He woke me shortly before moon set as we approached the bay, as we're both on shift when time comes to anchor. So much for evening light to guide us - we arrived at the bay just after the amazing yellow moon sunk murkily into the black sea behind us and left us in total blackness. Thankfully, it's a large and shallow bay so we anchored for the night and waited until daylight to enter the often heard about, dangerous entrance into the narrow channel into San Blas.

The church at San Blas
Our selection of a place to drop anchor was dictated by the many panga / fishing boats tooling throughout the bay in the dark with no lights, and the huge shrimp trawlers that light the night sky and cast extensive nets. And we wanted to be far enough away from the entrance to the channel so we could catch a few winks before sunrise without getting zoomed by pangas.

Seriously, this guy made me shudder - check those teeth
In the early morning we started our approach to the San Blas channel. A nice guy in a fishing panga raced by and waved to us to signal the best approach to the entrance to channel, stay way to the R and avoid running amuck (literally). A welcome act of kindness! He was already at the fuel dock when we arrived to say our thanks. After refueling, we came to the Fonatur Marina and found the services to be better than expected, prices lower than last year, and the town of San Blas easily accessible via cobblestone streets. The city square bustles with vendors in the early morning, so fresh produce and bakery were a treat.

On our wanderings about town, and to find the (closed) Port Captain's Office, I tried my first - and last - tripe taco. We love to buy street tacos (the busier the place, the better) and this lady was swishing around stuff on the grill. I asked what it was and she smiled that it was 'tripa, muy deliciosa', and being a rather adventuresome eater, I thought I could try the 'very delicious tripe'. OK, now I am over that.

This estuary was filled with crocs of all sizes,
eyeballs and a few spines above the water line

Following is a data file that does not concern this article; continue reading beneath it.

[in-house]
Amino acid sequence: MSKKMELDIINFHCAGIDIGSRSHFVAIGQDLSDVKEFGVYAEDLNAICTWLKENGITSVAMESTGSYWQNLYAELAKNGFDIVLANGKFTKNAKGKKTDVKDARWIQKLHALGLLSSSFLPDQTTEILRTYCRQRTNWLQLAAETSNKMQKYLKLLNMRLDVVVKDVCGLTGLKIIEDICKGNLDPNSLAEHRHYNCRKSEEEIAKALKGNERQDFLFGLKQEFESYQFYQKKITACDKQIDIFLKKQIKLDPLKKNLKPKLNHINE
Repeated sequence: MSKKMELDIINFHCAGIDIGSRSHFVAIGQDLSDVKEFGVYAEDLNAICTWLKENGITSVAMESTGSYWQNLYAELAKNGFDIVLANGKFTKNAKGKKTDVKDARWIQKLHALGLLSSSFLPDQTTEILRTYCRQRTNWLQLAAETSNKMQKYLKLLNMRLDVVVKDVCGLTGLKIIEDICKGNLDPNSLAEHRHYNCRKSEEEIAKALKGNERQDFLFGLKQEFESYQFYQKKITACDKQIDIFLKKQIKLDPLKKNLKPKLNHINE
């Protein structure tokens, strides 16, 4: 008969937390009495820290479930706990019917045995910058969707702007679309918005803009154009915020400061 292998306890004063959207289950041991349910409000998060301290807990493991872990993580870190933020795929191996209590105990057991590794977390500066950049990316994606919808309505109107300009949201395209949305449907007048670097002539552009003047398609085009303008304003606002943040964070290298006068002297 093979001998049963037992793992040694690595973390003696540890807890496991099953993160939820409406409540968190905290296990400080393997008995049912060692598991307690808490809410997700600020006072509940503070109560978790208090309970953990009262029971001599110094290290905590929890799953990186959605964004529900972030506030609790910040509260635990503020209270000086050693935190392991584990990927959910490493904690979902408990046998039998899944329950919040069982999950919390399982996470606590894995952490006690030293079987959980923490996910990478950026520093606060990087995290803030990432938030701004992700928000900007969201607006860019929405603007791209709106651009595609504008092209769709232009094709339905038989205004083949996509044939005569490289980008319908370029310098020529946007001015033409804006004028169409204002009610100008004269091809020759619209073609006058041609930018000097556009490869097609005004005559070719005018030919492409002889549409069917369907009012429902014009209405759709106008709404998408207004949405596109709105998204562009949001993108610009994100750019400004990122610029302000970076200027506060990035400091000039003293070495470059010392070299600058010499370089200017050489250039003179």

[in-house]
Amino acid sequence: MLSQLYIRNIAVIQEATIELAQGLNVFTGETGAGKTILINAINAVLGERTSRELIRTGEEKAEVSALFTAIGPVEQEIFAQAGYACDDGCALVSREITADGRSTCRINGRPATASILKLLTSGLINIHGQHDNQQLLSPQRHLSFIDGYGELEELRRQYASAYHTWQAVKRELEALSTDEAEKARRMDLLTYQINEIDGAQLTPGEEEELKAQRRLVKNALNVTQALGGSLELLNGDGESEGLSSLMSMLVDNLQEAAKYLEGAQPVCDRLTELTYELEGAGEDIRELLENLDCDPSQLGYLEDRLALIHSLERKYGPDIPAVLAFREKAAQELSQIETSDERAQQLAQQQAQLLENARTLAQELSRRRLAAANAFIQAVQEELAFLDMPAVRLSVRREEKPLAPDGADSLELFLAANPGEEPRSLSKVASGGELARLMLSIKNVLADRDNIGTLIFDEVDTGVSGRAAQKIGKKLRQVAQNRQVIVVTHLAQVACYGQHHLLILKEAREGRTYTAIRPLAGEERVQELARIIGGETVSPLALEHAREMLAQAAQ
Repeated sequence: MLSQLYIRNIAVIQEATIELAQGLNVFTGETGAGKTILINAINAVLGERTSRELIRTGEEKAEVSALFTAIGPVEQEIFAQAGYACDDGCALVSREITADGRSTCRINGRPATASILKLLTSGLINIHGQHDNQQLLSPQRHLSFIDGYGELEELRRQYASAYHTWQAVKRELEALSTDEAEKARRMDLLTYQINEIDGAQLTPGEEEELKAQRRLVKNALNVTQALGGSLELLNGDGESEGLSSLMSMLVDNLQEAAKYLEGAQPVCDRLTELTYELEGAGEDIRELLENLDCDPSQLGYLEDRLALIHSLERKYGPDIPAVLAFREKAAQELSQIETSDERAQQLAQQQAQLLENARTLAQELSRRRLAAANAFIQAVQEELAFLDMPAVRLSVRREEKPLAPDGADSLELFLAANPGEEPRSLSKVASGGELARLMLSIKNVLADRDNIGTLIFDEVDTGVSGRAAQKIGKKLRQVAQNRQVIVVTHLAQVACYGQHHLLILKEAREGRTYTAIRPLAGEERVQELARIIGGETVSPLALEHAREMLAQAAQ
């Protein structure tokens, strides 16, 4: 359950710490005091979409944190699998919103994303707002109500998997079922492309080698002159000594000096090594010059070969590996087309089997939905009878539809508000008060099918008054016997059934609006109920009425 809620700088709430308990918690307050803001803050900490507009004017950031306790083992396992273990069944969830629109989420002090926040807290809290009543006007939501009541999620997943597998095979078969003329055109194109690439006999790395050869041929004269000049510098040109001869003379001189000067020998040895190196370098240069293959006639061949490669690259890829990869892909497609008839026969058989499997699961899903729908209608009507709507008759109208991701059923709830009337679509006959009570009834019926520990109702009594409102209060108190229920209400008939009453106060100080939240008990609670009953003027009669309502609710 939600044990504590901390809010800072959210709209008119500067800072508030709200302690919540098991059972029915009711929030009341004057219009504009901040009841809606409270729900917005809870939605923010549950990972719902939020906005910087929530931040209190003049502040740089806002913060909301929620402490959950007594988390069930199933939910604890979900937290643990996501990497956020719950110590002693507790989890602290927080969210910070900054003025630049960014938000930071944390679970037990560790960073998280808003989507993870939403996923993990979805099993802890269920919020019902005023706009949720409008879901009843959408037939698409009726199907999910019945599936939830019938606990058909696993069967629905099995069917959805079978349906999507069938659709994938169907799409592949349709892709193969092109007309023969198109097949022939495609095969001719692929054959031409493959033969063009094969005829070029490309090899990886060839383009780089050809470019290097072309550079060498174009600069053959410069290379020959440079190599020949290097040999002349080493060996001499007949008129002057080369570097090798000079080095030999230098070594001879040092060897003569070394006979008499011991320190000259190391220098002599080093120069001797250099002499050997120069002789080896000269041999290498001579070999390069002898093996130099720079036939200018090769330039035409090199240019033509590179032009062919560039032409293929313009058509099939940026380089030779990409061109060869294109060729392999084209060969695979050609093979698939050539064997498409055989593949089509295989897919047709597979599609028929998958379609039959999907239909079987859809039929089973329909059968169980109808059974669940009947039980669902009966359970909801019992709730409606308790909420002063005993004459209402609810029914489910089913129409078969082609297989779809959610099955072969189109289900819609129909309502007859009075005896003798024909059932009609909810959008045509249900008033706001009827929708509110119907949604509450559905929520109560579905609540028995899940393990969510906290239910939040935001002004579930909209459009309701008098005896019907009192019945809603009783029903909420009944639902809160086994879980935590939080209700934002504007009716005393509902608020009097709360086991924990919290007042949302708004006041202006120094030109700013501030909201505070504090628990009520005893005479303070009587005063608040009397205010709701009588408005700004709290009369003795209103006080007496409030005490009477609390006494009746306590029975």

Pura Vida blog
Cormorant drying his wings in the sun after a dive

We decided to do the crocodile tour and took a taxi to the dock. I chatted with our driver in Spanish (the best practice you can get) and he made a special stop at this estuary so we could see just how many crocs are in the area. The warning sign says to be careful and protect the natural area. We continued on, and as always, it's important to ask 'cuanto' before getting into a taxi so you know how much you'll be paying.

Turtle family lined up, sunning on the log
Removing the heads and peeling fresh
shrimp on the dock in San Blas
The Crocodile trip was on a fast panga that held 6 of us and the driver/tour guide. Turns out the lady in front of us is the dentist in La Cruz de Huanacaxtle where our friend from Portland had work done 2 years ago. Small world! Crocs, heron, egrets, turtles and more entertained us along the fast ride up river to the place you can swim in a small pool, now penned off from the crocs. I guess that screen is a new addition, and one that I imagine is wise. We chose not to swim there. We took the small tour down river to learn about crocs and other local animals, including jaguars and javelinas. The guide rattled on - sometimes I just can't listen that fast - and I wasn't able to tell much of the story to Mike. He was OK with that. Sometimes the visuals are enough.

After that big adventure on our first day, we bought shrimp on the square and I gleefully cleaned it for our dinner. Life is good in San Blas and we hope to visit again one day. After 3 days, it was time to head further south.